South Kona transfer station still not accepting green waste

  • Piles of green waste, no longer so green, sit at Keei Transfer Station in South Kona waiting for transport. (Max Dible/West Hawaii Today)
  • Keei Transfer Station in South Kona isn't accepting green waste. (Max Dible/West Hawaii Today)

KAILUA-KONA — It’s been more than six weeks since the Department of Environmental Management stopped accepting green waste at the Keei Transfer Station in South Kona, and it doesn’t appear ready to re-open for such business anytime soon.

Departmental staff shortages and logistical problems have kept the station’s gates closed to green waste, which has necessitated residents in the area haul their truckloads to the Kealakehe Transfer Station or even farther north to the Puuanuhulu Landfill.

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“The basic issue is we allowed too much green waste to be placed in the green waste area. We have exceeded our permitted amount,” said Bill Kucharski, DEM director. “We should have maintained that and we didn’t, so that’s on us.”

When even one driver uses a vacation day or calls in sick, the department is forced to make decisions about which stations it will service and in what capacity, Kucharski continued. DEM prioritizes more hazardous household waste over green waste.

He added drivers are being diverted whenever possible to alleviate the situation in Keei but a grapple also needs to make it to the site to load the trucks, an inconvenient and time-consuming endeavor considering the station’s lack of accessibility on the one-lane Puuhonua Road.

“It shouldn’t be an indefinite thing,” said Kucharski, though he was unable to provide a timeline for a solution. “But I don’t have the resources to just send six trucks down there, get all that stuff moved out and go.”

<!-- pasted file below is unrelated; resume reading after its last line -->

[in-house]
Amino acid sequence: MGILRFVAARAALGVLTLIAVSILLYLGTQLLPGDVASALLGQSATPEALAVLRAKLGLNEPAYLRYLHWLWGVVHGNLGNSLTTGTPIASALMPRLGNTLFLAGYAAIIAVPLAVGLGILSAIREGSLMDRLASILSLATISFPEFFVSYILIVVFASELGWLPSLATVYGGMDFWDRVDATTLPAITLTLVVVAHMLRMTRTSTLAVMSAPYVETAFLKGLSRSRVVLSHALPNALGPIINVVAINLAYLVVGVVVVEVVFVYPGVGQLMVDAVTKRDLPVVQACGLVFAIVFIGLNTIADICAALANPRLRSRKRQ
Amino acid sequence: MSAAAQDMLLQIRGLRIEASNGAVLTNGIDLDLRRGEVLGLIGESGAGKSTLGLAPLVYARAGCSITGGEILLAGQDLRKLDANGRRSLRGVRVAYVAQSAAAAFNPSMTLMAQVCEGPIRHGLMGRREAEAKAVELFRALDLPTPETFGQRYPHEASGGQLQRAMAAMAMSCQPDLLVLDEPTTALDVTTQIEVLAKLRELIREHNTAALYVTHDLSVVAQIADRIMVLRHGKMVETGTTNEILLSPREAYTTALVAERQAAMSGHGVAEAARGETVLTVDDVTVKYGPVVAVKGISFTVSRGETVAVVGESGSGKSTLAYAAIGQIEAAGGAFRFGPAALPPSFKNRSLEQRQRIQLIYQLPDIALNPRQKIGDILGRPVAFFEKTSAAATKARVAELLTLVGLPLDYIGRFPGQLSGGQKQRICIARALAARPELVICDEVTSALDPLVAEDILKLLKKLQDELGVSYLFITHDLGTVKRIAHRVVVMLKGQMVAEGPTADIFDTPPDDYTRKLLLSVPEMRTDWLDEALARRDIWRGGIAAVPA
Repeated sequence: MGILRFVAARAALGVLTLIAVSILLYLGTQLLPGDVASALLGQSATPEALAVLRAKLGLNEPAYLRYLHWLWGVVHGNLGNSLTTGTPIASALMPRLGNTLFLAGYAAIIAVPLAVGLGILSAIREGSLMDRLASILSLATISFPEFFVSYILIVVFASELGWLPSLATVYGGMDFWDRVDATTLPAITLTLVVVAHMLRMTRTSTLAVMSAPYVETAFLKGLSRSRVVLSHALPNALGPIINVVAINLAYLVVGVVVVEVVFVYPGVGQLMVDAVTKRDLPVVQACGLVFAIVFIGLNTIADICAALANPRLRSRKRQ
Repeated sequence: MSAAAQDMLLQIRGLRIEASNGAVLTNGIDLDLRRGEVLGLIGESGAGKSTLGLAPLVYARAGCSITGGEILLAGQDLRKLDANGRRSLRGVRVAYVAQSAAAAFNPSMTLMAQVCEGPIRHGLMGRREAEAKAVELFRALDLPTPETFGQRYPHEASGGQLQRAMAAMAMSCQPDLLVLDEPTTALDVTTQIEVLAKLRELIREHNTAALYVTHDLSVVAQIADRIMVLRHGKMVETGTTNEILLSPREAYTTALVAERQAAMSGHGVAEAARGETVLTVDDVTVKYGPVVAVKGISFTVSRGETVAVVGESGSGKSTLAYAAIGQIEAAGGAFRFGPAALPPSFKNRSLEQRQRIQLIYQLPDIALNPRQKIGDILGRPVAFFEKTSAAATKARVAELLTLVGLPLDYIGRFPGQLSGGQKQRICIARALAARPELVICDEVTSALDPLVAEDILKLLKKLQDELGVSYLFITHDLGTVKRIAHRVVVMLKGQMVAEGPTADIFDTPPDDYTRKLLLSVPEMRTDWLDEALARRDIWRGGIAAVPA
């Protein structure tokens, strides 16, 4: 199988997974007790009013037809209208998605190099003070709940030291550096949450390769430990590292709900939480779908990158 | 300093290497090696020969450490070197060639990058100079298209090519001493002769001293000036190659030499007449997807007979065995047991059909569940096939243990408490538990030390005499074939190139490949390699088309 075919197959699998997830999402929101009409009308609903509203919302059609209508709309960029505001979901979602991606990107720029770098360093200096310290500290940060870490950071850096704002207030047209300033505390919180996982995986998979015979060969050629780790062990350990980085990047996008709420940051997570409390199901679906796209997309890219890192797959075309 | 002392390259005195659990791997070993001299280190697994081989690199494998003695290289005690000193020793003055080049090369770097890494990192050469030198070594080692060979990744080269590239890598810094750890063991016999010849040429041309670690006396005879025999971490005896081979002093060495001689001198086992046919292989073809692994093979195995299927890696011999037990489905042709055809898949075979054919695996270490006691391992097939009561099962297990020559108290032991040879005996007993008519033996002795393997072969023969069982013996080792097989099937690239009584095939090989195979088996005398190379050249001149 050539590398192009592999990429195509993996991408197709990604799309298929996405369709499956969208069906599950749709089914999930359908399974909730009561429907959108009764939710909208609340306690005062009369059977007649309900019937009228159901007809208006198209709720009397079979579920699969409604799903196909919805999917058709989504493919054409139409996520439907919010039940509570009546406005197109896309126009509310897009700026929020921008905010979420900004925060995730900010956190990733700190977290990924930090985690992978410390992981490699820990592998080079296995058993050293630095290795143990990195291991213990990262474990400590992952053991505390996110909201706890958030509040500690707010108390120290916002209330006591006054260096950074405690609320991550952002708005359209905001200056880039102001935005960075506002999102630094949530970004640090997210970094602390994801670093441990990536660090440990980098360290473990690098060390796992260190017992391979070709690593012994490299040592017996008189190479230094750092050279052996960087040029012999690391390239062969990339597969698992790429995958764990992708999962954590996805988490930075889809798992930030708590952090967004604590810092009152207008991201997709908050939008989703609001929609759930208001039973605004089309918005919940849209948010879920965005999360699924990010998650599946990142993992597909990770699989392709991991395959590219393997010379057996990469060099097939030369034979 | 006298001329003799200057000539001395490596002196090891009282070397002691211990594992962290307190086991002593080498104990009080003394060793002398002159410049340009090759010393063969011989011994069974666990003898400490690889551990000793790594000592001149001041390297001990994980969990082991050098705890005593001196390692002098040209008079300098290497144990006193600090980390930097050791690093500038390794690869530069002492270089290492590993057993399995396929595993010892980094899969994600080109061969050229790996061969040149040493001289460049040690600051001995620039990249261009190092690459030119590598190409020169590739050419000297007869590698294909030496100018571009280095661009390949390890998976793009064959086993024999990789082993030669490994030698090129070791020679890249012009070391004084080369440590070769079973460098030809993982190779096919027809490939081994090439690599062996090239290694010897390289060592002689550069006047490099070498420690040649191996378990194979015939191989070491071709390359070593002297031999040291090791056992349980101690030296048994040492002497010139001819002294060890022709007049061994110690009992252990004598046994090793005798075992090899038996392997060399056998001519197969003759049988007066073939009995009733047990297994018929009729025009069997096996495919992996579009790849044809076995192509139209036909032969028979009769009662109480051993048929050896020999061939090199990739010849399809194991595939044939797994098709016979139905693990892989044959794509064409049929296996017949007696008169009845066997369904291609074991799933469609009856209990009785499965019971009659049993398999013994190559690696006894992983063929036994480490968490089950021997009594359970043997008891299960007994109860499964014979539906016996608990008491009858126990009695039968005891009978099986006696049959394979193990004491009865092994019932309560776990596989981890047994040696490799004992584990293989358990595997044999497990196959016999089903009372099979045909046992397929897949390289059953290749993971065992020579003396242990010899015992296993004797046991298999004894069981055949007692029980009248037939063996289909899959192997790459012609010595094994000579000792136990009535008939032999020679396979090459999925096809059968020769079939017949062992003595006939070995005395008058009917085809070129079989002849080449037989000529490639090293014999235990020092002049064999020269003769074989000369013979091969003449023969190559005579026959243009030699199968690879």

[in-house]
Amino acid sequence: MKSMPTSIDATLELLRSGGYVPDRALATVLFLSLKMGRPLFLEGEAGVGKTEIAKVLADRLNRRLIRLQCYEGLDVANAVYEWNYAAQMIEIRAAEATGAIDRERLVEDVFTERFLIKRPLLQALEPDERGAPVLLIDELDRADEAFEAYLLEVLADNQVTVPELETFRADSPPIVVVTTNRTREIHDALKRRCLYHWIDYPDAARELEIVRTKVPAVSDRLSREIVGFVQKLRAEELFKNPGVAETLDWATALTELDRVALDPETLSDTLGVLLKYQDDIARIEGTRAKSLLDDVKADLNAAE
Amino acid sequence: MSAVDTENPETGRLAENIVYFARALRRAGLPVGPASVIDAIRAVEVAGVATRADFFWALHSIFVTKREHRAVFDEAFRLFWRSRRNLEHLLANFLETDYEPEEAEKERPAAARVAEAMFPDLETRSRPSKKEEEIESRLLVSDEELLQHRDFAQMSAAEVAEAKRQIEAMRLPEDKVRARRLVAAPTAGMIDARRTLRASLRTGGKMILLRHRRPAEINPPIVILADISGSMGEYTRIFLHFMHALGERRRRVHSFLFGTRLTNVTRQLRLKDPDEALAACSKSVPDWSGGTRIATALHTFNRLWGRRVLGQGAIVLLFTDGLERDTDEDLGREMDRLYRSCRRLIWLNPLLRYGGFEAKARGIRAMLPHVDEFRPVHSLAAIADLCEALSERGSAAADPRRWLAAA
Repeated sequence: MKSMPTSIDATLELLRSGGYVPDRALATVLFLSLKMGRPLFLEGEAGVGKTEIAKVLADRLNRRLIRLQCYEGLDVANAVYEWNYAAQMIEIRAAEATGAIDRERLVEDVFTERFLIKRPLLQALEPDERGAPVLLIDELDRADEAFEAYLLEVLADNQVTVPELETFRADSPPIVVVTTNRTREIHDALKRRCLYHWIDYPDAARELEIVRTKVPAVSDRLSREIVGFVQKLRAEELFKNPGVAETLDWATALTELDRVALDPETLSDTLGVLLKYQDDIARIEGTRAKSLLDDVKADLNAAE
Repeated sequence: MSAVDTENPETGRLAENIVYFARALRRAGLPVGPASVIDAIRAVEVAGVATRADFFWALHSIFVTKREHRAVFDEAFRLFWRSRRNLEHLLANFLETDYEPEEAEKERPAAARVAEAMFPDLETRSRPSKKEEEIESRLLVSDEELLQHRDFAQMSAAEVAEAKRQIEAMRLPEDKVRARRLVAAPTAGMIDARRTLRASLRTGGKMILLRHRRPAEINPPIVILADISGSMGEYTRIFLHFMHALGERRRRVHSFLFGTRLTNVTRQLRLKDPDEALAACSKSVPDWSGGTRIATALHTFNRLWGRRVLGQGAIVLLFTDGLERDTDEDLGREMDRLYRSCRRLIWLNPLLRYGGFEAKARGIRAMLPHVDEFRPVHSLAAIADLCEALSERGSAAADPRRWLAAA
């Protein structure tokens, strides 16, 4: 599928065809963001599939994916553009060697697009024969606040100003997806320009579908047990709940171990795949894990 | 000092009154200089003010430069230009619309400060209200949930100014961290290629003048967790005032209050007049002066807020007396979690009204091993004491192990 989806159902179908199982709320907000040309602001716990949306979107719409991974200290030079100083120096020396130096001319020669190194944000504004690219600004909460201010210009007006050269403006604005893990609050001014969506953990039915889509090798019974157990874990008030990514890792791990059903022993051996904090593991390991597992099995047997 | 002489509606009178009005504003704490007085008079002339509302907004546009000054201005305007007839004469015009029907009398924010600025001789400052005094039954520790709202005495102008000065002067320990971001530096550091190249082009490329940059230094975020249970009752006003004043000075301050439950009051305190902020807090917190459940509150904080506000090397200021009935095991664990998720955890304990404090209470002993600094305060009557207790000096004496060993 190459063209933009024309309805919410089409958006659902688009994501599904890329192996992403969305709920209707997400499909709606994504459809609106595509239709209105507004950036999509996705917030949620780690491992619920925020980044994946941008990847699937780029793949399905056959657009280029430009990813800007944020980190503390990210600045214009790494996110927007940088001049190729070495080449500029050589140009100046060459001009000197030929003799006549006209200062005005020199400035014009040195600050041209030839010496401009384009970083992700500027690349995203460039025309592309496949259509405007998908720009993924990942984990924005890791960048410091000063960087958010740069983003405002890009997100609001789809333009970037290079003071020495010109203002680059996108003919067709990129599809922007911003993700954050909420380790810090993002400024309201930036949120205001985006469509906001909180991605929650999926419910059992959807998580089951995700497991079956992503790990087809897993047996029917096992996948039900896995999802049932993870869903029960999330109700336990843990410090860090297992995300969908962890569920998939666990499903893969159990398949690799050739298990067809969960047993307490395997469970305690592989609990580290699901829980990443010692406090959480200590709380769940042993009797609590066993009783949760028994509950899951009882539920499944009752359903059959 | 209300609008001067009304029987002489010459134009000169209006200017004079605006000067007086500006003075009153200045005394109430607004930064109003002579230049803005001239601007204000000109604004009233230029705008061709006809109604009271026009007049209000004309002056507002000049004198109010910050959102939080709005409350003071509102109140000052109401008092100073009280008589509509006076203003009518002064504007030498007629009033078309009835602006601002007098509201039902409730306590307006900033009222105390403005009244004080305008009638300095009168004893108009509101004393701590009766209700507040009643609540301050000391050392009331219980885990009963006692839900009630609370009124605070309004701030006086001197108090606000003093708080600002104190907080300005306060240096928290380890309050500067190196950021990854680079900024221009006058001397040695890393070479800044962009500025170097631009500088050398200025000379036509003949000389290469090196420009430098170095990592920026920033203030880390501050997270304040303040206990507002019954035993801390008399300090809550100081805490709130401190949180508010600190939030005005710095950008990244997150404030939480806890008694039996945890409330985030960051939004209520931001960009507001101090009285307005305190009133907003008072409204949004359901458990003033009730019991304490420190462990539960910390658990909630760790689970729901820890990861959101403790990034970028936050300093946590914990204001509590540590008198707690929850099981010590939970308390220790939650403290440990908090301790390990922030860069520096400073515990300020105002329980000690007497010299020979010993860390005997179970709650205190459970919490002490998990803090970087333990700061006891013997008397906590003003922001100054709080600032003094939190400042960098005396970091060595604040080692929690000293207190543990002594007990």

Since March 22, several problems have arisen because the site can’t accept green waste. Richard Marsch said dumpers uninformed of the station’s status have caused traffic jams. Other residents in the area have complained about green waste simply being dumped on the side of the road.

In general, residents say it’s simply an inconvenience and that the county is prioritizing other parts of the island over South Kona.

“It’s not fair to us,” said one man who asked his name remain out of print. “We’re an agricultural area. It’s something that needs to be addressed.”

One way the county could address it is to move the facility altogether. DEM is currently scouting other potential sites in the area with better infrastructure and improved access to where it can relocate the Keei Transfer Station.

That process is ongoing without a specified end date, Kucharski said, because there aren’t a lot of landowners in the region and most of the parcels there belong to the state or Bishop Estate. But eventually the station will be moved, Kucharski said.

“We’ll have better controls and better operational systems in there so we will not get into this kind of fix,” he added.

A move would also help alleviate the problem of commercial dumping at transfer stations, which the county doesn’t permit but which Kucharski said happens frequently and is part of the reason green waste piled up at the Keei site more quickly than the county could respond to it.

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Even before the site’s eventual relocation and upon its re-acceptance of green waste, employees at the Keei Transfer Station will be given a directive to be more thorough in their enforcement duties and turn away commercial operators, which are classified as businesses of any kind including farms and ranches.

Such business concerns are directed to dispose of their green waste directly at the landfill in West Hawaii, where their loads are weighed and commensurate fees are levied for the cost of disposal.

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